New faces, a change of leadership in dorms
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New faces, a change of leadership in dorms

When students return to USD after the winter holiday break, some of them may be introduced to new resident assistants (RA) for their halls and floors.

This change in leadership in the residence halls can be a product of previous RAs graduating, moving or deciding to give up the responsibilities that come with being an RA.

Zackary Dadah, a first-year criminal justice major, serves as the new RA for Beede 1 after previous RA Mason Rogers left for a student-teaching opportunity.

“I don’t know the exact rate (of turnover),” said Dadah, “But I do know it happens because some RAs will just stop because it just gets very chaotic. Mason obviously left for student-teaching, but I know other RAs will either not be able to handle it or they don’t like the idea of not being able to party and that kind of thing.”

Dadah said when deciding to become an RA, students need to think of more than just the benefits and rewards.

“It’s a lot different than being a student,” Dadah said. “It’s pretty easy so far, but a bit stressful when you’re on call. I’m going to school to become a cop, and so I was thinking that this could help me understand how to work with our age group and how to deal with them and their drinking.”

Wyatt Winchell, a first-year history education major and resident of Beede 1, had Brock Hardie and Rogers as floor RAs before Dadah took over Rogers’ position.

“I was kinda surprised,” Winchell said. “Kids on my floor were saying that we had a new RA and no one really knew what happened to Mason (Rogers). Then we had a floor meeting and we all learned that Mason just took up a teaching position and he didn’t die like some kids were joking,” Winchell said.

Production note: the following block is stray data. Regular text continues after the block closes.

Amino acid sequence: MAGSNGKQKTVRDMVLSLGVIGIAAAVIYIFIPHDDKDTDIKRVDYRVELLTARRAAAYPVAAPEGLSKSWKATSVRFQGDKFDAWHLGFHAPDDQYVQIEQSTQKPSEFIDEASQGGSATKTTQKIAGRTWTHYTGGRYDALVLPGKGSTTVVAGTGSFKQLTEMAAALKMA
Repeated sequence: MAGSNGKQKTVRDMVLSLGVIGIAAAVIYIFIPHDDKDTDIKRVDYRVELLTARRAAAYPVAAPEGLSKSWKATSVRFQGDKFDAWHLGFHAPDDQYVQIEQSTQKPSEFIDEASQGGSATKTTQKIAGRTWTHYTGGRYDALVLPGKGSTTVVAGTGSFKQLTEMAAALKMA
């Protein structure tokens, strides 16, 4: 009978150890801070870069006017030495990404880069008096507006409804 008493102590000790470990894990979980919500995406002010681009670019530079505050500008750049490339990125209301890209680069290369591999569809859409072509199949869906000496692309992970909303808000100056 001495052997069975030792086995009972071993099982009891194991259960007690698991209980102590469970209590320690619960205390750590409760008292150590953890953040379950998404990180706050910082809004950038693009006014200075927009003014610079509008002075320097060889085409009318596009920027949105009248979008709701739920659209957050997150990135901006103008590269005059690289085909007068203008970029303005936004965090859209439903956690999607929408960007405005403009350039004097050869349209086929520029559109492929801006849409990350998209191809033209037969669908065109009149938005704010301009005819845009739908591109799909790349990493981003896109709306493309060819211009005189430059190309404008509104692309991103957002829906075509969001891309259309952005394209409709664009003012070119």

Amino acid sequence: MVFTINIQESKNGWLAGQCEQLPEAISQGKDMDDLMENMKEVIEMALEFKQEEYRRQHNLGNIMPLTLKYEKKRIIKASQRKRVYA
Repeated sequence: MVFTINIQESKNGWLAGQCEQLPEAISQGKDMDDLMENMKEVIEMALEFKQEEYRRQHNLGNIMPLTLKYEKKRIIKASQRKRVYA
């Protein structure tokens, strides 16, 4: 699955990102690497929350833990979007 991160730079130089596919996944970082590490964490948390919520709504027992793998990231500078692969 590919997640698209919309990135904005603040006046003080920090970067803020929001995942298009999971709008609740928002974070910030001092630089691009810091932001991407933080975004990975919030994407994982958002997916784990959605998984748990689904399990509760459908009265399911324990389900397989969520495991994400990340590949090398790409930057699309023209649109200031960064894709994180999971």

Antonio Hernandez, a first-year music education major and RA for Richardson 2, said he is also using this opportunity to gain experience for his future career.

“I’m going to be a teacher,” Hernandez said. “I’ll be getting a chance to deal with certain situations. For instance, minors with alcohol or even students who are dealing with a tough time. It’s a good life lesson.”

Hernandez also said being an RA has given him the ability to meet new people.

“It’s fun because you get an opportunity to meet other people who you wouldn’t ever meet,” Hernandez said. “It’s a whole new learning experience, you get to guide other people into the correct ways of life.”

Students can become an RA as soon as their second semester of college.

Hernandez said that being an RA as a first-year student can be intimidating because some of his residents are even older than him.

“Being a freshman RA is a little scary at first, but then you start to get used to it and then it’s really something good for confidence,” Hernandez said. “You feel like you’re able to stand up in front of a group of people and give directions regardless of their age and they actually listen.”

Although the position may seem scary, Hernandez said, it is really just about taking control and enforcing the rules regardless.

“There is a lot of responsibility that comes with it buts it’s more reliant on other people. I’m just kinda saying the rules and it’s up to everyone whether they want to follow them,” Hernandez said.